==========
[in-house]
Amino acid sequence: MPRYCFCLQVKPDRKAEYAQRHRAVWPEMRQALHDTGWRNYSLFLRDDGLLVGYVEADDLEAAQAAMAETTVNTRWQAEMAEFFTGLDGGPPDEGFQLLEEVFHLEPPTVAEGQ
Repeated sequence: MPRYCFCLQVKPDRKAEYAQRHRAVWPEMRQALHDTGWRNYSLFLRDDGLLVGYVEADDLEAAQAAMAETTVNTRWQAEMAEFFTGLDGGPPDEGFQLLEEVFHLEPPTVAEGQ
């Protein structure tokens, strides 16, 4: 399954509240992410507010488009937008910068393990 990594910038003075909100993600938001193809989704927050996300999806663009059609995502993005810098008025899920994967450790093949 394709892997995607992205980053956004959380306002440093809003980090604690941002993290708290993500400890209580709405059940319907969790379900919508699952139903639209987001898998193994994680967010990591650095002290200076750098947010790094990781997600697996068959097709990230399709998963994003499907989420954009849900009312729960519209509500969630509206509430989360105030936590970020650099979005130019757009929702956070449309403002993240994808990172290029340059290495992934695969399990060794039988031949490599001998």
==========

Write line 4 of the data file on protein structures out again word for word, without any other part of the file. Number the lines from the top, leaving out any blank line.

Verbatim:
């Protein structure tokens, strides 16, 4: 399954509240992410507010488009937008910068393990 990594910038003075909100993600938001193809989704927050996300999806663009059609995502993005810098008025899920994967450790093949 394709892997995607992205980053956004959380306002440093809003980090604690941002993290708290993500400890209580709405059940319907969790379900919508699952139903639209987001898998193994994680967010990591650095002290200076750098947010790094990781997600697996068959097709990230399709998963994003499907989420954009849900009312729960519209509500969630509206509430989360105030936590970020650099979005130019757009929702956070449309403002993240994808990172290029340059290495992934695969399990060794039988031949490599001998």